- Observing plants in their native habitats – studying the conditions they’re growing in and the other plants they growing with – is one of the best ways to figure out where it might thrive in your garden. But, when you’re trying lesser-known species and they’re not thriving where you think they ought to, consider trying them in a different site. Florida anise (Illicium floridanum), for instance, grows in full sun in the South, but in the mid-Atlantic, it performs better in some shade. That’s opposite of what many gardeners would expect. Turns out, though, that where the soil freezes, Florida anise’s evergreen leaves can scorch badly during the winter unless they’re getting some protection from sun and wind.
- Southern sugar maple (Acer floridanum; formerly A. barbatum) can be a good substitute for sugar maple (A. saccharum) in the mid-Atlantic. (Sugar maples are suffering due to increasing soil acidity, except in areas where the soils are derived from limestone.)
Nomenclature Changes for Native Plants: What Do You Mean, No More Asters? (Tim Block)
- There are still asters: It’s just that they’re not all Aster species. The European and Asian species are still in the genus Aster; the North American species have mostly been reclassified into several other genera. Most of the changes are a 1:1 correspondence (Aster divaricatus is now Eurybia divaricata; Aster novae-angliae is now Symphyotrichum novae-angliae), but a few have been separated into different varieties and subspecies, or even into different species.
- This is the first time I heard someone pronounce Symphyotrichum. I’m so glad I never said out loud how I’ve been saying it to myself. Now I know it’s something along the line of sim-fee-OT-trick-um.
- Much of the detail on the differences between the new aster genera left me grasping for my college botany knowledge. I kind of spaced out by the time we got to “the bracts of the phyllaries are not ciliate on the margins” (the diagnostic criterion for Symphyotrichum). It was good to hear that even Dr. Block still uses the old names in his field botany notes (then translates them when he gets back to his office).
- Not surprisingly, someone brought up the issue that gardeners are encouraged to use botanical names instead of common names because botanical names are “always the same,” but yet they change. That brought out a lot of sympathetic groans and chuckles from the audience, and from me too. I don’t think the resulting discussion pointed out, though, that while one plant can have several botanical names, those monikers all apply to one thing. With common names, on the other hand, one name can be used for several very different plants.
- So, why are all of these changes happening, anyway? I found out that when I took taxonomy 20 years ago, the system I learned was based on the work of William Conquist and focused on morphological (structural) characteristics. The “problem” with that kind of system is that different scientists could look at the same information and come up with different classifications. Now, the prevailing system is “cladistics,” which derived from the work of an entomologist named Willi Henning. It is heavily based on DNA testing and statistics, which makes it more computer-based than field-based.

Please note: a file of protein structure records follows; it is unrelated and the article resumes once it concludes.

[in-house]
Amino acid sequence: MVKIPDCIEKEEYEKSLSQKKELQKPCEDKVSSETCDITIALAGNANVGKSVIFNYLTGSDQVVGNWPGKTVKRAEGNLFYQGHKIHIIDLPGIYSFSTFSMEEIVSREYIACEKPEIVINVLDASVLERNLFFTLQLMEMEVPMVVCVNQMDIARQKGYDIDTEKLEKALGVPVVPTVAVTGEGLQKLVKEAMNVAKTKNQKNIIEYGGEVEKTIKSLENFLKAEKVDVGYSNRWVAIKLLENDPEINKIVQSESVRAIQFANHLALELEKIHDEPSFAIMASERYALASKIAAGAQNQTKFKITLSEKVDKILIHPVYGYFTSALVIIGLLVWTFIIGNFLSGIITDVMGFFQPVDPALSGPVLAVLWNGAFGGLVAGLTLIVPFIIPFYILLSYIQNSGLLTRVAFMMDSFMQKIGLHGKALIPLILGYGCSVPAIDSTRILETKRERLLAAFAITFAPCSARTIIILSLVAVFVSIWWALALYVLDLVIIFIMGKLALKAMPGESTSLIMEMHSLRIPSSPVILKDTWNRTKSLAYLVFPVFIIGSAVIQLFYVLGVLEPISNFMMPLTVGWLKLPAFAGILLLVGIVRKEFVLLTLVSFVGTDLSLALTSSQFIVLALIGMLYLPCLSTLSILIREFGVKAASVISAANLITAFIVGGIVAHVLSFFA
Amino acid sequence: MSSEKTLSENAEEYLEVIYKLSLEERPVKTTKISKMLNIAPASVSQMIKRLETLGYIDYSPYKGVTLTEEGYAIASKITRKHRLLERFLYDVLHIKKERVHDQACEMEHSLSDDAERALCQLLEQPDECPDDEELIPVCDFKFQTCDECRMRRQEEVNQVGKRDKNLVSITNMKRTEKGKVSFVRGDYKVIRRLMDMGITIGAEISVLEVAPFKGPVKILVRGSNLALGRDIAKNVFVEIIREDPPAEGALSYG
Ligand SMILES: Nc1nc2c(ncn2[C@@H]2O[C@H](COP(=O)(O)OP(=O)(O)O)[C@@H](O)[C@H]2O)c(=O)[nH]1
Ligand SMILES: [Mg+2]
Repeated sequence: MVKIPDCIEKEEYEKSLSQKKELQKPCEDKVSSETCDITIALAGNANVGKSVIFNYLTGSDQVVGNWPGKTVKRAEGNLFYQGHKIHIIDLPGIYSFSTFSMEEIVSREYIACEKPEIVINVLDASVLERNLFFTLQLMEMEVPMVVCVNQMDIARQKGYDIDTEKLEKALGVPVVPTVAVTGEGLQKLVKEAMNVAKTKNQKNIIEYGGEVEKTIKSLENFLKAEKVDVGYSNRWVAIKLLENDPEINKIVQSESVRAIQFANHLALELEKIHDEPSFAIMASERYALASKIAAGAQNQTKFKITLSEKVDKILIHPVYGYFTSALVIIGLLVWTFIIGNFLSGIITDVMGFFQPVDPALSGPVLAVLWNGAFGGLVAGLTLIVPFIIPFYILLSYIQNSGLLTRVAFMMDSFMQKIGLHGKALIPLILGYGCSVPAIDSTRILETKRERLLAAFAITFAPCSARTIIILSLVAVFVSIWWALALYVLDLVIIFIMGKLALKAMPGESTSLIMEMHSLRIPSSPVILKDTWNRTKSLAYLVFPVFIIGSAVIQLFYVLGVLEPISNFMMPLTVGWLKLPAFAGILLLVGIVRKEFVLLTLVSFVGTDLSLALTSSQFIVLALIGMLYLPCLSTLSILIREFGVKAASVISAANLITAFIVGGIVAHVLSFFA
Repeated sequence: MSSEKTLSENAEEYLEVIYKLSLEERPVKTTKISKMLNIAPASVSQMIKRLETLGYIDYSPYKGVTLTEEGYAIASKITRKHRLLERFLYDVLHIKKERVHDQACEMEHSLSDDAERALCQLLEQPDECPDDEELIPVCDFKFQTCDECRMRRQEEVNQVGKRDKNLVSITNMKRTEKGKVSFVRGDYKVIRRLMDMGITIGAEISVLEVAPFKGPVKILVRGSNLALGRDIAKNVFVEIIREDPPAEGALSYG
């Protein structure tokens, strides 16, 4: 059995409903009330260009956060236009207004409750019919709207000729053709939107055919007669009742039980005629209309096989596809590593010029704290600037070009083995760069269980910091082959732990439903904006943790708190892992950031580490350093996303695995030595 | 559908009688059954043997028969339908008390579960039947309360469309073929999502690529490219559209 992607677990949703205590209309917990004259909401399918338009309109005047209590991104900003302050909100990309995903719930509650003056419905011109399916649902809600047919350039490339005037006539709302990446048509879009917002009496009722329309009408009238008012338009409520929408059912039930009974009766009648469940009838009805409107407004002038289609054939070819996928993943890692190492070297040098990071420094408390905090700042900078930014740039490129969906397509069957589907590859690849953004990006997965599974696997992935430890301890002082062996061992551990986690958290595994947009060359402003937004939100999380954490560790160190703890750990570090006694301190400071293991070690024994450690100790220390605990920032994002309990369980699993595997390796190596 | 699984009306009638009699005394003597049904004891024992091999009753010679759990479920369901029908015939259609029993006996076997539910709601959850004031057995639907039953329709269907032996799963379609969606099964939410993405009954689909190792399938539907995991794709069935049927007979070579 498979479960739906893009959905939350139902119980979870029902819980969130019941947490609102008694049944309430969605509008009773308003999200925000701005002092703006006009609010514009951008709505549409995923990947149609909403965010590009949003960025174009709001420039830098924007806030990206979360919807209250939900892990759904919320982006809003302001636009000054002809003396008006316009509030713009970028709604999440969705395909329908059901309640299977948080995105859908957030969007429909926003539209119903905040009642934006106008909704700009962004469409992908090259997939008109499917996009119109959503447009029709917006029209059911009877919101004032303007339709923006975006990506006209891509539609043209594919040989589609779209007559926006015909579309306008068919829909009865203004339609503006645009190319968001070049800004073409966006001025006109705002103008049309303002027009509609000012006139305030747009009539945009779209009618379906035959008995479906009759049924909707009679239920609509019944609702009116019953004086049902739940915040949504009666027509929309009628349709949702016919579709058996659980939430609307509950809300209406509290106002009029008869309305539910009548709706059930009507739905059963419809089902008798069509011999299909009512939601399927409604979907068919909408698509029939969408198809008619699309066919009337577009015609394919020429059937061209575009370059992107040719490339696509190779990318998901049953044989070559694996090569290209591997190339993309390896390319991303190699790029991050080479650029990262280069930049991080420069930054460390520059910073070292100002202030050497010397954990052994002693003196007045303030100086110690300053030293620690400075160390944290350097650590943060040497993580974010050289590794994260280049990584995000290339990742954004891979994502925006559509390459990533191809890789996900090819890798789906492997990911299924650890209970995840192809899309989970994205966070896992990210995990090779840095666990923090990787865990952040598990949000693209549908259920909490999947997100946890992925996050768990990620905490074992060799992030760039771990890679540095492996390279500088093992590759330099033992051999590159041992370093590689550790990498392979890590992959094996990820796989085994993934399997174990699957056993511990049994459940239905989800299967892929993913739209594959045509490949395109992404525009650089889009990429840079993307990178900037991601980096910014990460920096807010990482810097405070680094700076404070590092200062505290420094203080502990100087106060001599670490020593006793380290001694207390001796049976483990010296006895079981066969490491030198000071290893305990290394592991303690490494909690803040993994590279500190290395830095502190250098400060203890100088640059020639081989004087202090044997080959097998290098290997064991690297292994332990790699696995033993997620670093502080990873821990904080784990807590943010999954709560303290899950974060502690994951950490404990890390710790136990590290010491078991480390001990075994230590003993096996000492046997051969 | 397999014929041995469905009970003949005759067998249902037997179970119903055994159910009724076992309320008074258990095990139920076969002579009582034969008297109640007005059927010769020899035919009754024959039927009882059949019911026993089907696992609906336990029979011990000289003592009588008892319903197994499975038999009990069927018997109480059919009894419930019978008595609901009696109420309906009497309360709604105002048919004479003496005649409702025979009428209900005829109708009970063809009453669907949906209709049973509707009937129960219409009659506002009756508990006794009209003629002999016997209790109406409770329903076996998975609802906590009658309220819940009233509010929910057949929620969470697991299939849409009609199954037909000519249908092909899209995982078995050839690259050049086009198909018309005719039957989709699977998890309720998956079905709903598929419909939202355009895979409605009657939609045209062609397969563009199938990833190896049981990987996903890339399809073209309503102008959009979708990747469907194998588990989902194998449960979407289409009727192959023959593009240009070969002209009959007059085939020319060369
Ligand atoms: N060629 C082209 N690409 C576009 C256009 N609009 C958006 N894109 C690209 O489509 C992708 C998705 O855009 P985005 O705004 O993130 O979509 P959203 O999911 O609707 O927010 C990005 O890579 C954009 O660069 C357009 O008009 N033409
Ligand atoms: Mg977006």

- Best quote: “An aster by any other name still looks like an aster.” – Tim Block, 2009
- A whole hour spent on asters, and we didn’t even have time to get into other changes. Apparently the family Liliaceae has been exploded too; some of its members aren’t even in the lily family anymore. And that’s just the beginning. The phrase “…which used to be known as…” came up frequently in lectures and conversations throughout the conference. (Hepatica is now Anemone; Isopyrum is now Enemion; and on and on.)
Birds and Native Plants in Audubon Art and Audubon Yards (Stephen Saffier and Mitch Harper)
For the evening session, we were treated to yet another visit from a historical character: John James Audubon. “JJ” was a bit less intense than “John Bartram” (from where I was sitting, he looked somewhat like Howard Stern with slightly shorter hair, which was very amusing), but it was still quite interesting. For instance, I wasn’t aware that Audubon only did the bird parts of the art, working with three different illustrators for the plants. The differences were noticeable when we saw examples of each style, though. All of the artwork has been digitized now (you can browse through all of the plates at Audubon’s Birds of America at the University of Pittsburgh), and when you zoom in, you can sometimes see where the plants and birds overlap.
It was also great to find out about Audubon at Home, which has lots of resources for creating good bird habitat, as well as the Audubon Birdscapes blog. And, for those of us who live in Pennsylvania (and a few nearby states that don’t have their own Audubon chapter), there’s a new Audubon Pennsylvania Bird Habitat Recognition Program. In many ways, it’s like the National Wildlife Federation’s Certified Wildlife Habitat (“The Other Program”), but there’s more emphasis on the use of native plants, and – not surprisingly – on providing bird-friendly features. I applied online and am awaiting the arrival of my spiffy Audubon Bird Habitat sign, which will join my NWF sign at the end of my driveway.
Another cool feature I learned about through the application process was eBird, where you can easily keep lists of the birds you’ve observed in your yard and view information provided by other birders in your state, including maps of where specific birds were seen, when they were observed, and how many were reported. I don’t consider myself a birder, but I found the site fascinating, and I plan to start keeping my own eBird list soon.
Okay, well, that was just the first day, so I’m going to split this into two posts. Part Two is coming soon!